Can We Do a Better Job Taking Care of Our Activists?
If there’s one important thing I learned from working for Reverend Al Sharpton as the Atlanta President of National Action Network is there are tons of people who need help. In addition there are a great number of unknown activists willing to give this help. But can someone be helped if they don’t meet you half way? I had a very intriguing conversation with a close friend the other day and she said that she supported President Obama. I asked, “How did you support him?” She stated, “I supported him by my approval of his campaign.” This really piqued my curiosity to dig further. After a few minutes of badgering her,I learned that she actually believed she supported the president just because she said she supported him.
The more alarming part of this revelation is there are millions of blacks in our community who feel the very same way. They feel that they support someone simply because they say they do. My friend never held campaign signs, voted, contributed to President Obama’s campaign, or participated in a phone bank; yet she confidently believed she supported him. How can we really believe we support someone (or something) if we never translate that endorsement into an action? Pastor Crute, senior pastor of Destiny Metropolitan Church in Marietta, GA, once said “We live out what we believe, regardless of what we say.” Let’s think about this for a second.
We have community activists that commit their efforts, finances, risk their freedom and reputation, and sometimes willing to lay down their lives to help others. But if we do not convert our moral support into tangible actions, we are as opposing to them as those who openly contest their ideology. Minister Louis Farrakhan said in a crowded room I was in a few months ago, “I am able to remain free because of those who contribute to my work.” This was a stellar statement in my opinion. I thought about it for days. There is one of two things that often happen to our activists: they have to resort to the corporate donor or non-black contributor to keep their momentum going, or risk possible failure. When the possibility of failure emerges and a plea for actionable support is needed, the volume of the vocals reduces to a whisper.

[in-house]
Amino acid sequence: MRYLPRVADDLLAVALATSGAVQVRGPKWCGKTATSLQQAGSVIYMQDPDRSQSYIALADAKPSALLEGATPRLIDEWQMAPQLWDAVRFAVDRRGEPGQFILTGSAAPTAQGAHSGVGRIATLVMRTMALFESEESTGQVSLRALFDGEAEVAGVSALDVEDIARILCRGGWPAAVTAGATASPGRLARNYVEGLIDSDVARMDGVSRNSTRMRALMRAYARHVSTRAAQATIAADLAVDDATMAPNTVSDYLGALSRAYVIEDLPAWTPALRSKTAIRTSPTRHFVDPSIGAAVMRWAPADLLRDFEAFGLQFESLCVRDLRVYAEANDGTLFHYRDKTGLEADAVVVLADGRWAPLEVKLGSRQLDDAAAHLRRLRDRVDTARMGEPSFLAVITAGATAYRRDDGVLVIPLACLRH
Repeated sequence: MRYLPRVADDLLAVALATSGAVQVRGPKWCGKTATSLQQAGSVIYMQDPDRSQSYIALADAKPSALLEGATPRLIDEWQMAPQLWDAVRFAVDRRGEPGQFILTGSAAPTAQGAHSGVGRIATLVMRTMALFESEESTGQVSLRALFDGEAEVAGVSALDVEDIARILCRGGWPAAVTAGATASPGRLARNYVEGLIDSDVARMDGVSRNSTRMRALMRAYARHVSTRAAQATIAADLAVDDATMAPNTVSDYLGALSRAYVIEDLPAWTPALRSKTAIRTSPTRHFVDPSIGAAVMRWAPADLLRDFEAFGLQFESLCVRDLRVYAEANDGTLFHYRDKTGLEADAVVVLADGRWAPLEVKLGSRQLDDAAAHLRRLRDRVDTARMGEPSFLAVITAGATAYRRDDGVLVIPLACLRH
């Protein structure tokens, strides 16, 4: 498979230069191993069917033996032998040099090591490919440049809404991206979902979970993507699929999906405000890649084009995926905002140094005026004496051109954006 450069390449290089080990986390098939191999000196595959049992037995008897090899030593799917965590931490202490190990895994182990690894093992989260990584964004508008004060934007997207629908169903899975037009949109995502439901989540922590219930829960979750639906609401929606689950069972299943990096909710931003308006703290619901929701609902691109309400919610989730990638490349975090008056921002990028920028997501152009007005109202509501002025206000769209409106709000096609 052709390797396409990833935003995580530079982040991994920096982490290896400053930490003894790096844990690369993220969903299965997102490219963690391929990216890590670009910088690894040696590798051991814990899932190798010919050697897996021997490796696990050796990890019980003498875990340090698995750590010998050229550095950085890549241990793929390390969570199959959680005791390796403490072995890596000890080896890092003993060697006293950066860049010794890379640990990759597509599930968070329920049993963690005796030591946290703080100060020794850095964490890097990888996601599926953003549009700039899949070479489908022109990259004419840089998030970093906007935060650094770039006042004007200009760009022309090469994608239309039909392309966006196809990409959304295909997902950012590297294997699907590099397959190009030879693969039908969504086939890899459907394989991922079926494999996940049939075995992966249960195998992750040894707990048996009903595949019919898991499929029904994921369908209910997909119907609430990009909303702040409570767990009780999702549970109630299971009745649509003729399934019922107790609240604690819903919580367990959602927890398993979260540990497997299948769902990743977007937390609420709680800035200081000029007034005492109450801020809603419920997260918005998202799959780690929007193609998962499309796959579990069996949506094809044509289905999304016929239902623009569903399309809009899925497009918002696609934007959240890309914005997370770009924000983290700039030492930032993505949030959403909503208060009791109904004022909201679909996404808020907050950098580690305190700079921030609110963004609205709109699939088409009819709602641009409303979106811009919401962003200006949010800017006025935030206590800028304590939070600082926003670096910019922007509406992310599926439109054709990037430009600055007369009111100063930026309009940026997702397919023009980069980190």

True, there are corporations that contribute to black causes, but when they open their checkbooks we must now watch what we say when we open our mouths. I am even witnessing a trend where organizations that were founded for and includes “black” in its name, is carrying images of other races on their paraphernalia. Is this because the organizations know it needs the help of non-black dollars if it expects to be successful? Is it understood that black businesses do not rise to enormous success solely because of the black dollar? What do you think?
To be quite honest, the buying power of the black community is more than enough for us to lift ourselves from suffering. The question is, where are we willing to spend those dollars? Some of us continually pay for what we want but beg for what we need! What we need is self-efficacy, equality, and invasive education that roots out the cosmetic coverings of knowledge we have carried for generations. Activism is tough work. It frequently means working for people who don’t understand the real help they need. But as we witness activism, whether on large or small levels, we must give true support of progressive and effective movements or we can expect that at the end of the day, the activist will be the one crying for help.
Devin Robinson is a business and economics professor and author of Rebuilding in the Black Infrastructure: Making America a Colorless Nation and Blacks: From the Plantation to the Prison. Contact him at firstname.lastname@example.org.